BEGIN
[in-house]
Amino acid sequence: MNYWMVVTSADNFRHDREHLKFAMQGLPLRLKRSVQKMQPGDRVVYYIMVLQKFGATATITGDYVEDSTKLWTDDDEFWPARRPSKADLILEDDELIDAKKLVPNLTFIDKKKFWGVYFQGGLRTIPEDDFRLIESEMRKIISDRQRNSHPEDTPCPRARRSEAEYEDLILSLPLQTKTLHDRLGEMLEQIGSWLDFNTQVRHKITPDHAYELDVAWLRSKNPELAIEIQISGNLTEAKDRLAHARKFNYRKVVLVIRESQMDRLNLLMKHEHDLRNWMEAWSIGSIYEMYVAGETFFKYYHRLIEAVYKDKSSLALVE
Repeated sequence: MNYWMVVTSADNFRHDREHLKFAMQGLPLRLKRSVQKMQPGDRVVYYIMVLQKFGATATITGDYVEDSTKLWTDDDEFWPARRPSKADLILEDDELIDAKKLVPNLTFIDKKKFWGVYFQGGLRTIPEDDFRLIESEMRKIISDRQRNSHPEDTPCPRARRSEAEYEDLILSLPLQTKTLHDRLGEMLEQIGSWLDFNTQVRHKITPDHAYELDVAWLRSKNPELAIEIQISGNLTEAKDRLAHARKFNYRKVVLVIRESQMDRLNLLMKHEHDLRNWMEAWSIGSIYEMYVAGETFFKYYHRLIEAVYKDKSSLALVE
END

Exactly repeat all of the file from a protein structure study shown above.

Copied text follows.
[in-house]
Amino acid sequence: MNYWMVVTSADNFRHDREHLKFAMQGLPLRLKRSVQKMQPGDRVVYYIMVLQKFGATATITGDYVEDSTKLWTDDDEFWPARRPSKADLILEDDELIDAKKLVPNLTFIDKKKFWGVYFQGGLRTIPEDDFRLIESEMRKIISDRQRNSHPEDTPCPRARRSEAEYEDLILSLPLQTKTLHDRLGEMLEQIGSWLDFNTQVRHKITPDHAYELDVAWLRSKNPELAIEIQISGNLTEAKDRLAHARKFNYRKVVLVIRESQMDRLNLLMKHEHDLRNWMEAWSIGSIYEMYVAGETFFKYYHRLIEAVYKDKSSLALVE
Repeated sequence: MNYWMVVTSADNFRHDREHLKFAMQGLPLRLKRSVQKMQPGDRVVYYIMVLQKFGATATITGDYVEDSTKLWTDDDEFWPARRPSKADLILEDDELIDAKKLVPNLTFIDKKKFWGVYFQGGLRTIPEDDFRLIESEMRKIISDRQRNSHPEDTPCPRARRSEAEYEDLILSLPLQTKTLHDRLGEMLEQIGSWLDFNTQVRHKITPDHAYELDVAWLRSKNPELAIEIQISGNLTEAKDRLAHARKFNYRKVVLVIRESQMDRLNLLMKHEHDLRNWMEAWSIGSIYEMYVAGETFFKYYHRLIEAVYKDKSSLALVE